4.16.2012 Beware of the Dog

One of the things Michael did this weekend was to put up a sign.  This sign.

Just a fair warning to visitors, delivery guys and federalis our farm is guarded by a dog that has been known to nip a leg or two.









Well, today we had a visitor.

Apparently, ground hogs can’t read.

Moose has never done real battle before.  She’s “groomed” and “punished” the cat on many occasions, but the cat always pulls his punches.  She’s tussled with the neighbor’s dog who, in recent weeks, decided Michael and I are tasty treats.  But those engagements are brief corrections on proper dog etiquette – “Those are my pack mates and you are not allowed to bite them.”  She’s chased a lot of dragons and warned them in her big girl voice that, “You shall not pass!”

But today, after a long, hot afternoon spent guarding my back while I refurbished the blueberry patch, Moose and I retreated to the porch for some shade.  No sooner had I sat down and got comfy, than she shot off the porch like a rocket.  My eyes followed her course and I saw this brown fuzzy thing bouncing across the far end of the yard.  I couldn’t tell what it was, but Moose was already on it, telling it, “to go away or else.”  She was very brave.

I hollered at my oldest that Moose had got something and to come see.  Then I strolled through the yard, watching Moose feel out this invader to her territory.  It tried to climb a tree, but Moose hauled it back down.  She’s played that game with the cat and thinks of tree climbing as cheating.  Once back on the ground, the two of them spent a lot of time circling each other, calling each other names, questioning parentage and issuing grandiose insults.  Brian came out and we watched.  He volunteered to shoot it.  Not something I saw any point in doing if Moose would somehow succeed in convincing it to leave.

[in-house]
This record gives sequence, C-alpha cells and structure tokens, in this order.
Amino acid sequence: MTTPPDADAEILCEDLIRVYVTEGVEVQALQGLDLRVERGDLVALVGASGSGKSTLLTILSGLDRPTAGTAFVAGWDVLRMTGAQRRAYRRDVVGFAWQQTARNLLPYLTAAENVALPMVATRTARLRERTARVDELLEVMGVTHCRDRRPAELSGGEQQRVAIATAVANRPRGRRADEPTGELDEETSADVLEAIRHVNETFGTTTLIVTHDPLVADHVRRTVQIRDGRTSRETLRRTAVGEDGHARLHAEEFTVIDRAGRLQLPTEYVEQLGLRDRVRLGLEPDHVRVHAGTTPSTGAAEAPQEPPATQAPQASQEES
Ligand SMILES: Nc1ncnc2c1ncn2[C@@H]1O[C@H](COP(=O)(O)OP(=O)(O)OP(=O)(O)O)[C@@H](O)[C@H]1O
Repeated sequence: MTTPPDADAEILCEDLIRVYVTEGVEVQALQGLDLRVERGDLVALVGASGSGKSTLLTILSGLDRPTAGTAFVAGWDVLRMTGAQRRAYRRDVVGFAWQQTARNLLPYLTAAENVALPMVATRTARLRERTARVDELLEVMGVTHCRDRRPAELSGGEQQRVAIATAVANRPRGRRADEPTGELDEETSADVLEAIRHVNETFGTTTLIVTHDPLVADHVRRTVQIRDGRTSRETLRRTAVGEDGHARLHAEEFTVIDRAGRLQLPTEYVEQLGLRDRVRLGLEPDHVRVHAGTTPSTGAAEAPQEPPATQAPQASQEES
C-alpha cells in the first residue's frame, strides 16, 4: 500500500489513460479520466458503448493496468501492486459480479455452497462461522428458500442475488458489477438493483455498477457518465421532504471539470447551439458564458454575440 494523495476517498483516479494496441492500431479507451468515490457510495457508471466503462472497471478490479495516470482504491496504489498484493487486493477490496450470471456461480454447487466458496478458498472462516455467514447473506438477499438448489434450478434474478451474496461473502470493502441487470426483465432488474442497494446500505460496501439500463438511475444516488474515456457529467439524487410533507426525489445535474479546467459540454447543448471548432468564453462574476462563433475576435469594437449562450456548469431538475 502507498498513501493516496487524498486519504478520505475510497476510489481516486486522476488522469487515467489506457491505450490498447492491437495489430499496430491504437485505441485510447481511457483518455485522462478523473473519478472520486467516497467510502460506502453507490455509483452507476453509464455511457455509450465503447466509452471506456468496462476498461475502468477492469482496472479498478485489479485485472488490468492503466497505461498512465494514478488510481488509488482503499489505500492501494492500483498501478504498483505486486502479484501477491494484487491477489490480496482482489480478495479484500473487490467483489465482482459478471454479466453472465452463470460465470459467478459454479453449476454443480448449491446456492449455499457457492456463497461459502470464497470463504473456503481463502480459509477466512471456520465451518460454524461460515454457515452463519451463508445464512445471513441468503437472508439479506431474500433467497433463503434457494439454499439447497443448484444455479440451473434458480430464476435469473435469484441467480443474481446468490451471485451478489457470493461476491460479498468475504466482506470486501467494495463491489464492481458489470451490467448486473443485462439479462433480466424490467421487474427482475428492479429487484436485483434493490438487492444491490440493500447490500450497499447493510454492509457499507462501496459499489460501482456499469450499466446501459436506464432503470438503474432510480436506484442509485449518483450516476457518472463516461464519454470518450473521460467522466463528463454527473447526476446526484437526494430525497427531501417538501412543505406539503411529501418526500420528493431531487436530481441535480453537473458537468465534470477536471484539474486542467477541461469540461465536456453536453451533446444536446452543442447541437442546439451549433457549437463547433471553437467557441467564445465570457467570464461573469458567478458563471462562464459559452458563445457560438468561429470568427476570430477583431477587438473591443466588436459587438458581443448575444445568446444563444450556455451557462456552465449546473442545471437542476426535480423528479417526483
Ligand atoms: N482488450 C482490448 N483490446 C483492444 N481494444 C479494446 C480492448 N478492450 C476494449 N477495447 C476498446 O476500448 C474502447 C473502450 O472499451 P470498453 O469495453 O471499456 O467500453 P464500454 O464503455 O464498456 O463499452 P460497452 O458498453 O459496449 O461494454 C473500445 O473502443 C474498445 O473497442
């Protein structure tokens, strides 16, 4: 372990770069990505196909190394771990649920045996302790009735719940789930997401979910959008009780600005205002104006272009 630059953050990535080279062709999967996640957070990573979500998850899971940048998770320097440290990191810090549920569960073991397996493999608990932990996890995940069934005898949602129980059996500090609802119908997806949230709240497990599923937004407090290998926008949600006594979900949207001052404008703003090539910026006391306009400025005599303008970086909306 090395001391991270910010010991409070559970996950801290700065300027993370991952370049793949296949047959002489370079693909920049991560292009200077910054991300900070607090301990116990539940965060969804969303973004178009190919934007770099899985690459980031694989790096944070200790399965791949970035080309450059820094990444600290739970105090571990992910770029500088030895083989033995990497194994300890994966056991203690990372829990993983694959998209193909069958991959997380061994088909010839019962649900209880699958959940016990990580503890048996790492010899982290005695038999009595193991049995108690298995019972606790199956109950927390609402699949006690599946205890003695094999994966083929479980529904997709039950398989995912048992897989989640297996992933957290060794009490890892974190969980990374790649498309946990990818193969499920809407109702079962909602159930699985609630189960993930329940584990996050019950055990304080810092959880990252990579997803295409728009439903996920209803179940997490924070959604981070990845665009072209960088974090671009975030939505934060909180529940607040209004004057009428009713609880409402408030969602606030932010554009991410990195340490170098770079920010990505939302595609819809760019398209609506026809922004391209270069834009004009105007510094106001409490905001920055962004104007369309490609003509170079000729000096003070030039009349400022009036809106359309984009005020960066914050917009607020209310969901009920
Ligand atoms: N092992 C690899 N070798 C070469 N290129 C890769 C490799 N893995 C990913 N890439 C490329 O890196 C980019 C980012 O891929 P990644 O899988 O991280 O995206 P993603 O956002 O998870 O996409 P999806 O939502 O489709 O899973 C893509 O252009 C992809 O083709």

Suddenly, the two were locked at the nose.  Moose gave a quick shriek and backed off, her mouth quickly filling with blood.  She learned the hard way that ground hogs don’t pull their punches and they are sharp on one end.

Brian asked about the gun again.  “Paint ball gun or 22?”

“You decide.”  I said, worried now because my Moose was injured.

Brian lit off for the house to get the gun and Moose began, well, giving ground to the ground hog.  It looked for a while like that rodent was going to run my dog off my property instead of the other way around.  The wheels turn slowly in Moose’s head, but they do turn.  Eventually, she worked it all out and then quite suddenly, she darted in for a body strike.  Then another.  Moose was done giving ground. Pauxatawny Phil wasn’t going to see another winter.  I could not stop her, and all the damage done after that was done by the dog and it was considerable.

Brian returned with the 22 and when Moose backed off to consider her next advance, Brian fired, ending the fight.  Even after the ground hog quit moving, it took several barking commands from me to get Moose to leave the unfortunate trespasser.  But she did leave in the end, running straight for the unfinished pond in the middle of the yard.  It’s about a quarter full of muddy water at the moment, but it was enough to wash the blood out of her mouth.

A few minutes later I gave her a good rinsing with the hose and inspected the damage.  The bleeding had stopped by then.  She has a nick above her nose and a couple of shallow gashes on her lip line.  Nothing serious.  After I dried her off, she went into the house and took a nap. Battling actual dragons is very exhausting it would seem.

Moral to this story is: Ignore signs at your own peril.

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